When you are actively job searching, whenever your phone rings, you eagerly answer every single unrecognized number because who knows, this could be your next employer and you don’t want to leave them hanging. But what happens if during that particular moment your phone rings you are waiting in line at the supermarket, working out at the gym or in the car running errands with your kids?
You won’t be able to focus properly if you are in these situations; very annoying, right? Not to mention the fact that you probably don’t have your resume in front of you or any notes in particular about that specific company ( after all, you sent your resume to dozens of companies).
All you need to do is set the right tone during your initial conversation with the hiring manager, and they will give you another chance. But how do you do that? Read the following points to find out:
A Great First Impression
Almost all jobs require you to speak with other people at some point, whether inside or outside the organization, so it is crucial to show how you would answer their call in professional circumstances. That first phone call could potentially help hiring managers visualize what impression you would give to that organization’s clients or vendors.
You need to avoid having the first couple of awkward seconds when the interviewer isn’t sure whether they are speaking to the right person or where you offensively ask "who’s this"; it just slows the whole conversation down. What you could do instead is answer the call with a simple “Hello. This is Emma” so you immediately confirm that the hiring manager called the right person and also set a nice pleasant tone for the rest of your call.
Express Your Interest
Since they will be speaking with you over the phone, the only criteria to make that first impression is your attitude and tone of voice; use them to your advantage. Despite this chaotic scenario, you have been waiting for this phone call for ages so just be happy about it; if you had one second to spare and pick up that phone, at least, make it count and ensure that you have a positive tone.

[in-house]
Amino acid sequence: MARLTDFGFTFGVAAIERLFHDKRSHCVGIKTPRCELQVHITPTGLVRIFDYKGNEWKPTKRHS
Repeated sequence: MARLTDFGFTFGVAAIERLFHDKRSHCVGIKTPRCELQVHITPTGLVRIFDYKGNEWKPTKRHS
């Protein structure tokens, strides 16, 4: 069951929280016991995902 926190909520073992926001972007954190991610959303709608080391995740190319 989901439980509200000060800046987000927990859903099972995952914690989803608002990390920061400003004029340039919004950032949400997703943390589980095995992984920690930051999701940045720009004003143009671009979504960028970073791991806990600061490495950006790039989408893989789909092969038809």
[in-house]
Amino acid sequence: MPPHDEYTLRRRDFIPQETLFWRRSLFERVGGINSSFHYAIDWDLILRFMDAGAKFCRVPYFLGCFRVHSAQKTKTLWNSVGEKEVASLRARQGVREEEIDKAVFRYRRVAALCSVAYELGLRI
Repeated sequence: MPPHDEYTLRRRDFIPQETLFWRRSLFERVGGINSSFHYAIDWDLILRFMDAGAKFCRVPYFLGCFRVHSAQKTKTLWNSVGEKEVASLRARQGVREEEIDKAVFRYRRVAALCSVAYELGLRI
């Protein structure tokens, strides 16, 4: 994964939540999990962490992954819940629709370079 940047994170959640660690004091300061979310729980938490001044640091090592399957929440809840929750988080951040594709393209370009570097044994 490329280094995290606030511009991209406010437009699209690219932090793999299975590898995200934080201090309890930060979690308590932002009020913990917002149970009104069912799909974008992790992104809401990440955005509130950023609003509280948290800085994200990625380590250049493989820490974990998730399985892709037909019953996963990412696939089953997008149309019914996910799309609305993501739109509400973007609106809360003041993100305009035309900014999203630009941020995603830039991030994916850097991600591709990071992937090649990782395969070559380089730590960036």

But don’t just stay there; keep on with the positive remarks with something like “Thank you for calling, I was hoping to hear from you since I am really excited about this opportunity.”
Be Clear But Don’t Overshare
Make it clear to them that you can’t talk at that moment, but there’s no point to overshare the reasons why. It doesn’t really matter what the reason is, the important thing here is to handle it with a level of professionalism- there’s no need to say that you are 10 minutes away from completing your treadmill mileage goal.
What you need to do here is firmly and politely end the call but make sure to set up the next call. You need to treat it like a date. When you ask someone out, and they politely decline, your first thought is "so does this means no forever or just that specific day?" But you don’t want to leave the recruiters hanging. Explain to them that you are not free at that particular moment and that you need to be in a much quieter place in order to focus. Then, offer an alternative time to call them back in an hour or two.
There’s nothing with admitting that they have called you at a bad time, after all, it is normal to have a busy schedule; you are showing them that you are not desperate, sitting around on the couch all day. Just make sure to handle it in a positive, polite and professional way.
Have you ever been through this phone call situation? Do you have any tips? Let us know in the comments section below.